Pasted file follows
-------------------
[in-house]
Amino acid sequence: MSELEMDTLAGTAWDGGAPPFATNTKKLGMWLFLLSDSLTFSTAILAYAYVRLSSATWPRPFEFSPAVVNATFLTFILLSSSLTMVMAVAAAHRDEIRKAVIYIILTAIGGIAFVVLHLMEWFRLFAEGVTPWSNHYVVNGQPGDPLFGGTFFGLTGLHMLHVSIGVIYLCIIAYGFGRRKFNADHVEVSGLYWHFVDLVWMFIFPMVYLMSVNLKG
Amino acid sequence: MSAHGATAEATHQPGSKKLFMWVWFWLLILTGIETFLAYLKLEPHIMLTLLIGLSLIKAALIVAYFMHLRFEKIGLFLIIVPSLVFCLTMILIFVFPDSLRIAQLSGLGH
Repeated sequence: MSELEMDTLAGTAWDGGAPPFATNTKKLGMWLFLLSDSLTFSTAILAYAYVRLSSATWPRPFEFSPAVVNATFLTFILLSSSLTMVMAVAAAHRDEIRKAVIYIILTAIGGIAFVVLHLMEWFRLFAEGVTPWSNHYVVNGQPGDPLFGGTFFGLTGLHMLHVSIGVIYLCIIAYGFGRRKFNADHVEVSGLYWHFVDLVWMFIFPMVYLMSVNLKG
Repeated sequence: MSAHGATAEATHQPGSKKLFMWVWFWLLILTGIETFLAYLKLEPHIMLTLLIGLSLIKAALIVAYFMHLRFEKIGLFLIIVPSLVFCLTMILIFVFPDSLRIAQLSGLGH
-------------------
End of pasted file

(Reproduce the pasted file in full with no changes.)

[in-house]
Amino acid sequence: MSELEMDTLAGTAWDGGAPPFATNTKKLGMWLFLLSDSLTFSTAILAYAYVRLSSATWPRPFEFSPAVVNATFLTFILLSSSLTMVMAVAAAHRDEIRKAVIYIILTAIGGIAFVVLHLMEWFRLFAEGVTPWSNHYVVNGQPGDPLFGGTFFGLTGLHMLHVSIGVIYLCIIAYGFGRRKFNADHVEVSGLYWHFVDLVWMFIFPMVYLMSVNLKG
Amino acid sequence: MSAHGATAEATHQPGSKKLFMWVWFWLLILTGIETFLAYLKLEPHIMLTLLIGLSLIKAALIVAYFMHLRFEKIGLFLIIVPSLVFCLTMILIFVFPDSLRIAQLSGLGH
Repeated sequence: MSELEMDTLAGTAWDGGAPPFATNTKKLGMWLFLLSDSLTFSTAILAYAYVRLSSATWPRPFEFSPAVVNATFLTFILLSSSLTMVMAVAAAHRDEIRKAVIYIILTAIGGIAFVVLHLMEWFRLFAEGVTPWSNHYVVNGQPGDPLFGGTFFGLTGLHMLHVSIGVIYLCIIAYGFGRRKFNADHVEVSGLYWHFVDLVWMFIFPMVYLMSVNLKG
Repeated sequence: MSAHGATAEATHQPGSKKLFMWVWFWLLILTGIETFLAYLKLEPHIMLTLLIGLSLIKAALIVAYFMHLRFEKIGLFLIIVPSLVFCLTMILIFVFPDSLRIAQLSGLGH